ISLAMABAD May 29 (Reuters) – Pakistani Prime Minister Nawaz Sharif has demanded to know why police apparently stood by while a pregnant woman was stoned and beaten to death by her family in front of one of the country’s top courts, his spokesman said on Thursday.
Farzana Iqbal, 25, was attacked on Tuesday, police said, because she had married the man she loved. Her husband said that police did nothing during the 15 minutes the violence lasted outside Lahore High Court.
“I begged them to help us but they said, this is not our duty,” Muhammed Iqbal told Reuters. “I took off my shirt (to be humble) and begged them to save her.”
In parts of Pakistan, a largely Muslim nation of 180 million people, women are expected to agree to arranged marriages and refusal can mean an “honor killing”. Many Pakistani families think it dishonorable for a woman to fall in love and choose her own husband.
Sharif had taken notice of the “brutal killing” in the presence of police, his press office said in a statement, adding that a “totally unacceptable” crime had to be dealt with promptly by law.
“I am directing the chief minister to take immediate action and a report must be submitted by this evening to my office,” it said, quoting Sharif.
Police initially said Farzana had been stoned, but Iqbal told Reuters that relatives had swung bricks, not thrown them.
All the suspects, except the father, who has been detained, 100% Cotton Team Winters (White) Short Sleeve Custom Casual Children’s T-shirt have disappeared. A police officer on Tuesday quoted the father as saying it had been an honor killing.
The 25-year-old had offended her family by marrying Iqbal instead of a cousin selected for her.
Honor killings are common in Pakistan, but the brutality of this case caused outrage around the world.
Police said her father, two brothers and a former fiance were among the attackers.
Muhammad Aurangzeb, Farzana’s 20-year-old stepson, described how one relative had tried to shoot her, then grabbed her head scarf, causing her to fall over.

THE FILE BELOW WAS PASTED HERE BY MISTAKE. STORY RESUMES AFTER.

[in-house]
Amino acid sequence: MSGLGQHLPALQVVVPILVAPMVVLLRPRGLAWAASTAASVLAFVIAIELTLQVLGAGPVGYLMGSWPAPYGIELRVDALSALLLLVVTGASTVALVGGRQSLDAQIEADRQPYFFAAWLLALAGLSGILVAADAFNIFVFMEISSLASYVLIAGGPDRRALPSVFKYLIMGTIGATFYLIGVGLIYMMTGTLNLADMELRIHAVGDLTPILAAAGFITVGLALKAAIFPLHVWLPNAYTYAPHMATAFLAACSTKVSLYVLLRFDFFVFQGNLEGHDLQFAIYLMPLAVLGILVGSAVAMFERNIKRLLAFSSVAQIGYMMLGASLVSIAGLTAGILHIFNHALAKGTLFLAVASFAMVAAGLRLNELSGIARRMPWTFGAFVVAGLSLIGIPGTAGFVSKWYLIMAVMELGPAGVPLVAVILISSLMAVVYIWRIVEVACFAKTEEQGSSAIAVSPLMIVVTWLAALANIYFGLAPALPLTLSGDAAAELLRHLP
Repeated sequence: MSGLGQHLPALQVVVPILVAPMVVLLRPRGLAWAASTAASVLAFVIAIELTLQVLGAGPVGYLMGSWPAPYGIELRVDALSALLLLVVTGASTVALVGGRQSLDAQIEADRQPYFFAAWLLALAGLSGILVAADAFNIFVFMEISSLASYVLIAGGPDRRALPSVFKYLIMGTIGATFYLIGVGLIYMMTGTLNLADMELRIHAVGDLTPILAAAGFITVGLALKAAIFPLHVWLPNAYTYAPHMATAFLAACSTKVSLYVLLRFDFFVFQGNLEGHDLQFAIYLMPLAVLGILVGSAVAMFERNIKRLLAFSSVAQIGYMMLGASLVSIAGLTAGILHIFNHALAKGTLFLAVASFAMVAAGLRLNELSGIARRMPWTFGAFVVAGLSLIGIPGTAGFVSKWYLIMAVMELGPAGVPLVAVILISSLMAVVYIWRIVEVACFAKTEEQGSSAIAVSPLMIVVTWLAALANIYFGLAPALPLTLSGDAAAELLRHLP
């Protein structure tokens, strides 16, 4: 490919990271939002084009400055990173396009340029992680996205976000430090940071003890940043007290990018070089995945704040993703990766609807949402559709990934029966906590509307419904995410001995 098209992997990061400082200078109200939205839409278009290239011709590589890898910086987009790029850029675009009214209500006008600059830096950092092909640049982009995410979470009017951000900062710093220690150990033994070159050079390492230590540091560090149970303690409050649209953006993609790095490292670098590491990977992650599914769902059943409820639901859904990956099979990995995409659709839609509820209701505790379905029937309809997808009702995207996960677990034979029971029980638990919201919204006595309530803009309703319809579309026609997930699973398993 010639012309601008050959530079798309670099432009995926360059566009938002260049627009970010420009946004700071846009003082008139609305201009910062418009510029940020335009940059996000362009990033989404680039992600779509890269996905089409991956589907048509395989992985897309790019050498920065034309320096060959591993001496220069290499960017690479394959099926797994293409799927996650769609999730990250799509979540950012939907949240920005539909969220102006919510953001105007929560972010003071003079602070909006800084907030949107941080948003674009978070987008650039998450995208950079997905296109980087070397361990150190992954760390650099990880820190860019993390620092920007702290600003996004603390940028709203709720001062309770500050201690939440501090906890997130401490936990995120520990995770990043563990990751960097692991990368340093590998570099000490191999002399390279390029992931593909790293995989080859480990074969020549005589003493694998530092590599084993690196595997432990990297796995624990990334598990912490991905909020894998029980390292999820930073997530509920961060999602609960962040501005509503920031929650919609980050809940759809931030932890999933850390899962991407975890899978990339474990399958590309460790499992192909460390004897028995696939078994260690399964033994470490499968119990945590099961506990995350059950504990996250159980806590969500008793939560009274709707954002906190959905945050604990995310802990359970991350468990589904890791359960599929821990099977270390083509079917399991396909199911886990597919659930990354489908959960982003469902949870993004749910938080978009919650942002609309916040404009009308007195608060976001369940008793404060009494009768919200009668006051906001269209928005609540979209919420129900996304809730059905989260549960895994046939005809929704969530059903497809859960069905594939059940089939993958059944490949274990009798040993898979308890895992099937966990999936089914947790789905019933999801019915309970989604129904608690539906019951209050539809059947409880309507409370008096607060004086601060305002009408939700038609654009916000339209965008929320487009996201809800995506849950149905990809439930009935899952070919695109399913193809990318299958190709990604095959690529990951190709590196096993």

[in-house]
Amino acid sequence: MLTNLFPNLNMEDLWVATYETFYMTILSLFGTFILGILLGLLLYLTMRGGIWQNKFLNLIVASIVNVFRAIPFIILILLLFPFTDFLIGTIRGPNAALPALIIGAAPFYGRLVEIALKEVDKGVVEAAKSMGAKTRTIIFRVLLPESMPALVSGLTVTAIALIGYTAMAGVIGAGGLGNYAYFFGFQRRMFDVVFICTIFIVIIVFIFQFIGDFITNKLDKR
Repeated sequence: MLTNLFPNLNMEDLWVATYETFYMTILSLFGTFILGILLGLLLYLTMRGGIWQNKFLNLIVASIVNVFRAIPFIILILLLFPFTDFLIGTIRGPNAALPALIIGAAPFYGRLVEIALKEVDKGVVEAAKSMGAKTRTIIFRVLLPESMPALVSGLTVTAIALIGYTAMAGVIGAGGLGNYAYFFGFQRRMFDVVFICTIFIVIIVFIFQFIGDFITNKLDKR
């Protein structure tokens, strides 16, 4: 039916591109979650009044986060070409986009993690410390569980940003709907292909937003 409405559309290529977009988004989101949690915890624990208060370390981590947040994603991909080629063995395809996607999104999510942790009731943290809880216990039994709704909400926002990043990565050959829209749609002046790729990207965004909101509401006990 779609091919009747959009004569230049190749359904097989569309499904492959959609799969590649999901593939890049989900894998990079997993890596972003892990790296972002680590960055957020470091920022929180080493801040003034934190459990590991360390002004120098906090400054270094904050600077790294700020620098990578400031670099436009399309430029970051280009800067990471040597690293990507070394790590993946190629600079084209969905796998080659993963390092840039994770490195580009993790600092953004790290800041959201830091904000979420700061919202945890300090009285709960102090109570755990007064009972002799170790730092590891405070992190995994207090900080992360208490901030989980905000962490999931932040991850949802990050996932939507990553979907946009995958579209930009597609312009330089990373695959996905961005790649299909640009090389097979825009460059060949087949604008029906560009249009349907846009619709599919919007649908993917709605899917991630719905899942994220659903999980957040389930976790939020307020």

While a member of Iqbal’s party wrestled the gun away, a female cousin grabbed a brick and hit Farzana with it, he said.
“She was screaming and crying ‘don’t kill me, we will give you money’,” said Iqbal. He said he tried to save her but the mob of more than 20 beat him back.
At one point, six people were beating her with bricks as she screamed, he said, and he and his stepson begged police to help.
Finally she stopped screaming.
The attack happened near the gate of the heavily guarded court, the two men said, on one of the busiest roads in Lahore.
The couple had been due to testify there that morning that their marriage was genuine in response to a false charge of kidnapping brought by Farzana’s family.
It was not the first time her family had tried to kill the woman, said her lawyer, Rai Ghulan Mustafa.
GLOBAL OUTRAGE, LOCAL SILENCE
On May 12, seven of her relatives had tried to force their way into his office, where she was sitting, he said, but his colleagues had fought them off.
Later they attacked her near a police station. Officers intervened and held the attackers for an hour before releasing them without charge, he said.
“She was afraid of being killed,” Mustafa said.
The case is the latest honor killing in Pakistan to outrage the world.
“I do not even wish to use the phrase honor killing,” said U.N. High Commissioner for Human Rights Navi Pillay in a statement in Geneva. “There is not the faintest vestige of honor in killing a woman in this way.”
But for two days, the attack met with silence from Pakistani officials.
Most national media outlets gave little attention to the story. Honor killings are so common they usually only rate a paragraph or two.
Women have been mutilated and killed for wearing jeans, looking out of windows, singing or giving birth to girls.
The Human Rights Commission of Pakistan said there were 869 such attacks reported in the media last year – several a day. But the true figure is probably much higher since many cases are never reported.